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Salt Water Review

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I put down Laura Johanna Braverman’s poetry collection, Salt Water, and lay in bed thinking, “Is it possible for something to be contrived and honest at the same time?”

 

This book touched me greatly. I cried many cathartic tears with her as I lived, through her words, an experience of immigration that is familiar to me, and will be familiar to so many others. Braverman writes, “I realise/ in the strange, simple way an insight/ that should have been obvious/ all along suddenly ripens/ and drops from the tree:/ I am the fruit of exile”, and I nod, having realised the same thing in the same way not long ago myself. 

Braverman takes us on a nauseating-nostalgic journey, carried by an underlying theme of water, but with a broken fluidity. She splits her story into five discrete parts: California, Salzburg, London, Beirut, and Elsewhere. In each of these sections, poems about a vast range of topics, written in very different styles, are put side by side. For example, “Iris Immortal”, which opens with the mystical lines “I glide/ along an arc of light, soar/ to land from heaven’s eye”, sits next to, “337, 26th Street”, which as the title suggests, unlike its neighbour, is a poem very much grounded in physical space and time, describing how “Billie Burke lived in our house before we did./ So I was a girl with certain rights to the Good Witch/ of the North”. The entire book is curated like a collage in this way, and the result is a scrapbook of Braverman’s different selves. It is this broken fluidity that to me, both makes and breaks Braverman’s writing. 

When I first received this book to review, the title “Salt Water” and the foreword which told me that Laura, “doesn’t simply write of things, but seeks to lessen the gap between word and thing”, made me think I was about to float seamlessly on a transcendental body of work. I put the book next to Ursula Le Guin’s translation of the Tao Te Ching, which I keep on my bedside table, ready to lose myself in a new, related flow. And I was not wrong the two works are related, telling of a womanhood that I am just beginning to discover. That is, a womanhood written by women, fluid and complex and symbolised by water. . In both cases, woman holds water and thus life. In both cases, woman is a constant and a site of healing. However, unlike Le Guin’s Tao Te Ching, which really does use words in such a way that they seem to embody their meaning exactly, Salt Water is not a transcendental text, and depicts the personal and specific over the universal.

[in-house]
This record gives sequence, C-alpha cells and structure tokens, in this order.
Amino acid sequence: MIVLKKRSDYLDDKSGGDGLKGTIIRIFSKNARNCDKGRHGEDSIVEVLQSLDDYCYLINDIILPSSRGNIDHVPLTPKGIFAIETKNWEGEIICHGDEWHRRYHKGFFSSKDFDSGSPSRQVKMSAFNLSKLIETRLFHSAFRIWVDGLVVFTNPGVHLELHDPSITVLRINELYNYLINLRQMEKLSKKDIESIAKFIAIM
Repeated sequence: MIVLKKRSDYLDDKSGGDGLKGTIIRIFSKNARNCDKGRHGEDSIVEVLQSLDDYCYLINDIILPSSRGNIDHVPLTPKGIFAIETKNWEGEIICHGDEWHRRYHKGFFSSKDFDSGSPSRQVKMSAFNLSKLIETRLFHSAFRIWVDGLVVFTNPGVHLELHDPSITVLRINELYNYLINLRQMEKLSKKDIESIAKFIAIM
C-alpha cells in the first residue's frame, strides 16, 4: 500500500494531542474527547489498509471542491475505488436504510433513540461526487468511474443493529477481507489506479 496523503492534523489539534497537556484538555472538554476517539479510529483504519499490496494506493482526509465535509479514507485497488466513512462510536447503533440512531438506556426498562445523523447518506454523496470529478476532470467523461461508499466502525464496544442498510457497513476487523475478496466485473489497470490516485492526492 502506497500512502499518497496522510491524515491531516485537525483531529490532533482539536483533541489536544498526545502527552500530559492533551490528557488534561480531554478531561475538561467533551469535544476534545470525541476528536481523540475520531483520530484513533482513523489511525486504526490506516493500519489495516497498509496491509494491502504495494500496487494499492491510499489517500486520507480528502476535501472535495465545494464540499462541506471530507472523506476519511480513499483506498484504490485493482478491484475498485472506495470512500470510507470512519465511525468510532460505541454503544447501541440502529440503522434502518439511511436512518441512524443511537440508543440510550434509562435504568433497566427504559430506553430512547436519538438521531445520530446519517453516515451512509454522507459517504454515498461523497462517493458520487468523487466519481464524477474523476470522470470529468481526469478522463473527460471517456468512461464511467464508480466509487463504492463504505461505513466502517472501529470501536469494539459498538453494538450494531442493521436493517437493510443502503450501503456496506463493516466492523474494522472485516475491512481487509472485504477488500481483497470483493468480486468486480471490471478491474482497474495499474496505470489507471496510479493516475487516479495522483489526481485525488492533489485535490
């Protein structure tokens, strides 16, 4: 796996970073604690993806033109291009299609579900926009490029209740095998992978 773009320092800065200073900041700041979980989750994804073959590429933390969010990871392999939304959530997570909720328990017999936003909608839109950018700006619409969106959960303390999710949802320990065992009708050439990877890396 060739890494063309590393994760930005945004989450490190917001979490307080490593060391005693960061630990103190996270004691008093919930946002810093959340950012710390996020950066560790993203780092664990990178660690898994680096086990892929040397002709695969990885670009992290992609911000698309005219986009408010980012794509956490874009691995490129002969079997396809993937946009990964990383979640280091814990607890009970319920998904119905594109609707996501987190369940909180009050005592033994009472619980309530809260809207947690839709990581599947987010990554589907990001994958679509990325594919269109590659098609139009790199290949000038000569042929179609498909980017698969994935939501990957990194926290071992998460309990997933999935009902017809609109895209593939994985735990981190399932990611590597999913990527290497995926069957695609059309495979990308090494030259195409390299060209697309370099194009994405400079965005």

When I began to read Braverman’s poetry, I didn’t like it at all. I found the language choices to be half-inspired: “heady scents of honey and pepper, citrus spice”, or convoluted: “we reach the alpine tundra”, and the content to be a mixture of self-evident concepts explained: “the name of a thing does/ not equal/ the thing itself”, and cultural references that were inaccessible to me: “I watch the movie Brooklyn again”. I struggled to keep reading.

Then I started to understand. Braverman was not writing for me, she was writing for herself. What I had been perceiving as an incoherent amalgamation of styles, voices, subject matter and locations were in fact a very coherent expression of Braverman’s experience, as she travels from place to place, getting lost in time and space along the way, and tries to make meaning where there may be none. Braverman doesn’t lessen the gap between the word and the thing; for better or worse, she ascribes words to the gaps. As soon as I stopped trying to act as Braverman’s intended reader, and adopted the role of her follower, walking in her footsteps with her, everything began to make sense. The strength of Salt Water is not in its poetic brilliance, but in its unveiling of a soul, complex and wonderful. 

It seems somewhat ironic to criticise a book of poetry first and foremost on its use of language, but I guess what I am trying to say is that Salt Water reads a lot better when you abandon the notion of “poetry” at all, and instead see it as a sort of diary, or autobiography, whose writer chooses an interesting and unusual format in which to document her life. Seen like this, I think Salt Water is a rich, enriching and deeply intimate text, written with a rare and precious honesty that allowed me to feel very close to its writer. By the end of the book, I had seen the death of Braverman’s father, her Chronic Fatigue Syndrome, her relationship to German and to Arabic, her love of classical music and her relationship to Judaism from so many different perspectives, merging and colliding and crossing the geographical borders that mark the book’s chapters, that I almost began to carry the weight of Braverman’s past with her.